Even if neither Matt Kemp or Ross Stripling are not selected to the 2018 National League All-Star squad—and there’s still plenty of time for circumstances to dictate that—both players will be remembered for having breakout first-half seasons this year, helping lead the Dodgers out of one of their biggest holes in recent history.
Ask either player which they prefer—playing in the Midsummer Classic or competing in the playoffs—and both would surely tell you that a team playoff bid is much more important than any kind of individual recognition. After all, Kemp already has two All-Star selections on his résumé, and Stripling just seems like the type of humble person who would put the benefit of others before himself, although the righty admits that having the opportunity to be recognized among the best players in the game would be “pretty cool.”
“Those things are always fun, but it’s more for the family and friends and all that. Honestly, all I care about is us getting to the playoffs and winning a championship. My expectations, my plan every year, is to drive in runs and make things happen for the team. All the other things are icing on the cake,” Kemp said earlier in June.
“I’m just trying to go out there every five days and do my thing and not worry about that,” Stripling said recently. “Certainly, you never know if you’ll have another chance, so I want to go out there and do my best to get there because it would be pretty cool.”
Before the season began, many folks didn’t see Kemp even being on the Opening Day 25-man roster, as the primary purpose of his acquisition was financial, pushing the Dodgers back below the luxury tax threshold. The same people criticized Kemp for his attitude and clubhouse demeanor, which were the reasons rumored why a certain new front office regime traded him away in 2014 in the first place. In turn, all of the doubt surrounding his future as a Dodger could be the primary reason he’s playing with a chip on his shoulder, coupled with the theory that his future may be determined by his production in 2018.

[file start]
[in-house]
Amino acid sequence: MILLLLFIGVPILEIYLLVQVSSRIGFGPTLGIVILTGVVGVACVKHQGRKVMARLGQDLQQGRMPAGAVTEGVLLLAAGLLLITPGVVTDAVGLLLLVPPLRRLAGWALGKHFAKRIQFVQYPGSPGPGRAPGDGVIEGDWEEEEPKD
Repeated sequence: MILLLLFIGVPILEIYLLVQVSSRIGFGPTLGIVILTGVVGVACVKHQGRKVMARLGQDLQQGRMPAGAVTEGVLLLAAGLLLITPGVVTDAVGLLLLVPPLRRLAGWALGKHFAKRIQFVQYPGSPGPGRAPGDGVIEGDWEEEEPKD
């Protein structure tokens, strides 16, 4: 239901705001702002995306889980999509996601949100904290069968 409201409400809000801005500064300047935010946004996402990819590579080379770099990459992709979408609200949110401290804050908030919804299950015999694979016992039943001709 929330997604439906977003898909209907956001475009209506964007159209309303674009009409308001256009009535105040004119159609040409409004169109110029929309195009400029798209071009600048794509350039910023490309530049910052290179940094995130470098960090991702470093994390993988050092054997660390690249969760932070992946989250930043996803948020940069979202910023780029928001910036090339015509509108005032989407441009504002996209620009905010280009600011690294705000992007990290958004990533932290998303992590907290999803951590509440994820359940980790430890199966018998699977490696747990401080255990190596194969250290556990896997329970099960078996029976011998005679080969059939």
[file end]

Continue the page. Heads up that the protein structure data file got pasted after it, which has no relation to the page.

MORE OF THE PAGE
And Stripling wasn’t much more than a middle-relieving workhorse, believed by many to have the propensity of running out of gas by the end of each season. He was groomed as a starting pitcher during his time on the farm, but when given the chance as a member of the Opening Day rotation back in 2016, he never did enough to separate himself from the big-named stars. Ultimately, he settled into a bullpen role. Some believed that his chances of making the Opening Day 25-man roster—like Kemp—were a bit grim. For a while, it appeared that he would remain stagnant as a middle-reliever, yet when the team was desperate for arms to fill a battered rotation again this year, Strip got the call once again. This time, however, there may be no getting bumped back to the bullpen.
As it stands now, despite all the hurdles and roadblocks in their careers, both players have a good chance of travelling to D.C. to represent the Dodgers in July. And if Dave Roberts has anything to say about it—after all, he is the skipper for the 2018 NL All-Star squad—both Kemp and Stripling will indeed make the trip.